We are constantly creating our future. I suggest we upgrade our visioning and planning to develop new social systems. As with anything new, extra communication is needed to establish systems, experiment with different approaches, and say what is working or not. Extra communication enables us to move forward, together.

Once new systems are in place, we can talk less and “just do it.” But when the systems are broken, unknown, ineffective or corrupt, then increasing our communication processes is an important FIRST ACTION.

So here is a prescription for creating and funding our future:

  1. Talk, debate and deliberate to create a future vision we WANT to share. (Maybe sign up for the National Week of ConversationApril 20-28, 2018).
  2. Talk, debate and deliberate the tactics needed to support the shared vision.
  3. Fund the leaders, programs and organizations who have the skills and capacities to turn deliberation into shared action.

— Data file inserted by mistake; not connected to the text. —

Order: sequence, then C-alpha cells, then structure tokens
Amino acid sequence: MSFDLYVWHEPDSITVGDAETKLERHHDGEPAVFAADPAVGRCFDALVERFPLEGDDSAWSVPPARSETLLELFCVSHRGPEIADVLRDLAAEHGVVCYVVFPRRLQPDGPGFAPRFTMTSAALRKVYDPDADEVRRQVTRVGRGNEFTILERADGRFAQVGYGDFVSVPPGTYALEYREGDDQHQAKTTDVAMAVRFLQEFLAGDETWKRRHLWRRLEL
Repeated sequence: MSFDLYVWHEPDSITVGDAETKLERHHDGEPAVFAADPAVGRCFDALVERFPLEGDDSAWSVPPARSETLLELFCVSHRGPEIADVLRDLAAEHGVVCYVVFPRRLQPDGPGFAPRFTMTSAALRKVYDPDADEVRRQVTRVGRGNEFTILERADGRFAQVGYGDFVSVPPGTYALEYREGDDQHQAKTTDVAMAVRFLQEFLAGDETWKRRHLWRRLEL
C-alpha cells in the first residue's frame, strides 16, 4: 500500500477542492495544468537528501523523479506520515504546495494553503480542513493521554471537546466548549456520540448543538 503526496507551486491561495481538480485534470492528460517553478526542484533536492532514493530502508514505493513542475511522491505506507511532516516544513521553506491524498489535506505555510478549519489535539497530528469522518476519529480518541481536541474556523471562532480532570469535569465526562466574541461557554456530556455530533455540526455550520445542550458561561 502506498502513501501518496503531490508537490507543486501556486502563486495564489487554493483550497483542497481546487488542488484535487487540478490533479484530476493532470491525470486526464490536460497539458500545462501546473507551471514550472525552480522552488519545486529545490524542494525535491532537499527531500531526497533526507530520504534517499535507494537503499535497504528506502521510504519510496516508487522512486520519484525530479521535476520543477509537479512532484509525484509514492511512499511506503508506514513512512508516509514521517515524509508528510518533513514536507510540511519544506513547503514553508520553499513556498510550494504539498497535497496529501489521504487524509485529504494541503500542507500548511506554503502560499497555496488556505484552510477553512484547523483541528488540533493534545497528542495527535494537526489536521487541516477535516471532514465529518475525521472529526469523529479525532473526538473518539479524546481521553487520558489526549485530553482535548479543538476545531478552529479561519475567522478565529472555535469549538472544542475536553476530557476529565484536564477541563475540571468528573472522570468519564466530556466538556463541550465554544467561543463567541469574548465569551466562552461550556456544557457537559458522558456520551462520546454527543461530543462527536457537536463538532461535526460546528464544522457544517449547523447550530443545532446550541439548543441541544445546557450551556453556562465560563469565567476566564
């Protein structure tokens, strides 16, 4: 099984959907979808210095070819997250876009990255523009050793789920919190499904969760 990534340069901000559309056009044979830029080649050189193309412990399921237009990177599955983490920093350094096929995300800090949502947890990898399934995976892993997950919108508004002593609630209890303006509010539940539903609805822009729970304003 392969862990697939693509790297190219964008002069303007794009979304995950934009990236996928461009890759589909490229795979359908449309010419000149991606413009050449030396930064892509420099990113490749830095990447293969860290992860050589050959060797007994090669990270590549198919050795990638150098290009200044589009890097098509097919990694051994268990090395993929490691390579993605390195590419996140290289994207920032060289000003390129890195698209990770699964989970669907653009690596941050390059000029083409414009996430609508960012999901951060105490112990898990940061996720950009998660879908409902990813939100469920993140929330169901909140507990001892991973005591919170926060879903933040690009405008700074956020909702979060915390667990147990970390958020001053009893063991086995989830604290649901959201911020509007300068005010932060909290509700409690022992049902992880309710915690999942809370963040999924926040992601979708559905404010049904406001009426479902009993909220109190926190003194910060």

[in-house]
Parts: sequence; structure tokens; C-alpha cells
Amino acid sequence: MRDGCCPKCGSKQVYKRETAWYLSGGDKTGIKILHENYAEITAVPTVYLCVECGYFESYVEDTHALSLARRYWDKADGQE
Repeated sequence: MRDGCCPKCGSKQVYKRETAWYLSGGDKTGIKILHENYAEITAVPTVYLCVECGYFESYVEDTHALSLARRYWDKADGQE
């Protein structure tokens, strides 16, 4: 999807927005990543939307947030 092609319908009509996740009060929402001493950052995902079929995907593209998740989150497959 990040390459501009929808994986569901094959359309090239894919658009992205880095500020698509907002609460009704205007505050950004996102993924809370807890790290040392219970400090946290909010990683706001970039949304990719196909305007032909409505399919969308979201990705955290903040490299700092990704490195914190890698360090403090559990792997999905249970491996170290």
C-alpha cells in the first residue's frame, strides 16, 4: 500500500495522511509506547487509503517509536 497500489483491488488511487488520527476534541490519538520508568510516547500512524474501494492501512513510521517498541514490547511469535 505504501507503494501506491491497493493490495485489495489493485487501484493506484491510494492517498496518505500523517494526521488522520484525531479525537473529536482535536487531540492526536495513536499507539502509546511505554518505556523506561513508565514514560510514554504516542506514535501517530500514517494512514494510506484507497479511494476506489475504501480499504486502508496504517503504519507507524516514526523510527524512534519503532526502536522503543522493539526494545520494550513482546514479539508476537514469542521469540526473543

“We deliberate not about ends,” said Aristotle, “but about the means to attain ends.”

In the end, it all starts with conversation.

You can find the original version of this post on the Bridge Alliance’s site at www.bridgealliance.us/we_need_to_talk_it_s_time_to_create_and_fund_our_future.

Kick off NWOC at Listen First in Charlottesville April 20-22

The National Week of Conversation (NWOC) is coming up this month from April 20-28th! It will be an unprecedented week of conversations throughout the Nation designed to bring folks from across divides to build relationships and provide opportunities to work more effectively together in addressing the divisions in this country. NCDD is a proud organizing partner for this effort, joined by over 50 partner organizations, all working to help Americans have better conversations with each other.

One of the first major events to kick off this exciting week is Listen First in Charlottesville (LFC), which will be from Friday, April 20th – Sunday, April 22nd. This event will convene several heavy hitters from the NCDD network, including our own Sandy Heierbacher -We strongly encourage folks to attend! Sandy will be moderating the final panel at the Saturday session, Bridging Divides Across America, with NCDD member David Leaverton of Undivided Nation, as well as, David Blankenhorn of Better Angels, Malka Fenyvesi of On Being’s Civil Conversations Project, and Joseph Pinion of Conservative Color Coalition.